7. WFA Agreed Relocation Requirements Partners Partners: Learning about where there’s value Relocation activities Base rate Storage $100-200pm Furniture sold / bought $500-5,000 Packing & shipping $2,000-4,000 Housing (temporary, longer term) $500-3,000pm Utilities (wifi, cable, power) $200pm In home services (cleaning, essentials) $100-200pm Out of home services (gym, office-share) $100-400pmCustomer Potential for affiliate or management fees “We only do corporate moves. If you’re an individual, try calling a shipping company.” DAY 5
  8. Relocation Companies Owned Property Property Marketplace Towns & Cities 11 responses for requests to book one month stays This business is incredibly fragmented (corporate-only vs. regional-only vs. cross-country) It’s incredibly hard and time consuming to figure out which relocation company is right for you. White glove services impose a minimum weight, which means smaller moves are overcharged. Delivery timelines are 1-3 weeks, meaning that individuals need to plan for this time gap. Lease arbitrage, with a 20% margin at best, high operating cost and the risk of vacancy loss is “kind of shit” “It was a mistake to treat perishable product like software.” Marketplace vs. control: Trying to combine the two is hard. Marketplaces are more efficient (Airbnb) but lack the consistency to deliver high quality product. Direct management ensures quality but lacks scale. Generally good understanding of the requirements to host prolonged WFH guests Frequently cited the following ● wifi speeds ● wifi range ● addition of new desks ● suitability of workspaces ● other guests’ WFH experiences at the property (positive and negative) Small towns and their quality of life are highly desirable in the current environment, and they are seeing an influx of people and companies Small towns want to attract remote workers and are investing in the infrastructure to serve them (fiber internet). Struggle quantifying value of new workers and finding the resources to invest in attraction. The lack of expertise may be an opportunity to partner and provide value. Key Partner Learnings DAY 5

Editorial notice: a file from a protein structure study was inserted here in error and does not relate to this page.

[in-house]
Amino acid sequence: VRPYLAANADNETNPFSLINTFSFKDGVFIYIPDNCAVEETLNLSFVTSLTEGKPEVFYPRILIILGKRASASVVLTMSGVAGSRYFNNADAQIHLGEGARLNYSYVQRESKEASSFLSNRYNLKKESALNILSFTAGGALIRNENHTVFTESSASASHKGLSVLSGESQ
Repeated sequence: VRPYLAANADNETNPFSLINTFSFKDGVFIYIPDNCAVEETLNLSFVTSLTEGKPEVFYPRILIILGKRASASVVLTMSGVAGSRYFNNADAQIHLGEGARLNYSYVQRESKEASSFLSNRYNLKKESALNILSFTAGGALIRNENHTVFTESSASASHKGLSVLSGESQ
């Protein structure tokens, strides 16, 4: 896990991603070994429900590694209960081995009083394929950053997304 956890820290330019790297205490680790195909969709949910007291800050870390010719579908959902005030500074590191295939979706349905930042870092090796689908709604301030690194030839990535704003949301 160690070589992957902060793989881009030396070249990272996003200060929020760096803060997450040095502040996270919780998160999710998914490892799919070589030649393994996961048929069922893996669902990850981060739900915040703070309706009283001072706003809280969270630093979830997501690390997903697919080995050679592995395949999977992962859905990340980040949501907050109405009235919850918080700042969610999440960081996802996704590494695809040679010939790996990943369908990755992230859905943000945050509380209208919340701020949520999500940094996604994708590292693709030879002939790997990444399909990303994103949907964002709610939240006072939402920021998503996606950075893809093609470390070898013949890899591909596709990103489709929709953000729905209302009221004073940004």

9. Where we are... Find as many people as we can who are moving this year to validate the customer journey & level of pain that we’ve heard so far Do a detailed value/value-capture of what potential payments could be available by speaking to agencies, vendors, partners “Free Gopher”-version to get real experience managing someone’s move …and what we’re excited to do next DAY 5 There is a customer segment that wants to move often and finds moving painful Affiliate and management-fees are known to industry insiders The team have all done self moves and/or corporate relocations, but never managed another person’s move
  10. Thank you!
  11. APPENDIX
  12. Carlos “The hardest point is making this space look and feel like home again.” Customer Personas ● Age: Late 20s ● Current housing: Living with his partner in Boston ● Work: PM at Google (office closed until 2021) 1. Take advantage of the opportunity to live where he wants, unconstrained by company location 2. Choose the right neighbourhood for his lifestyle 3. Negotiate discount for a medium-term rental (6 months) Demographics Goals & Needs Arif ““I truly don’t care where we move to, it’s about the people I’m going with. My criteria are nature and wi-fi.” “ ● Age: Late 20s ● Current housing: Living by himself in Brooklyn ● Work: Healthcare start-up (remote until 2021) Demographics 1. Comparing across states based on high-level criteria (proximity to national park) 2. No source of truth on storage needs / cost - called individual companies for comparisons 3. Doesn’t trust listings on platforms such as Craigslist without seeing them in person Goals & Needs
  13. Describe your competition with Petal Leaf Diagram Work From Anywhere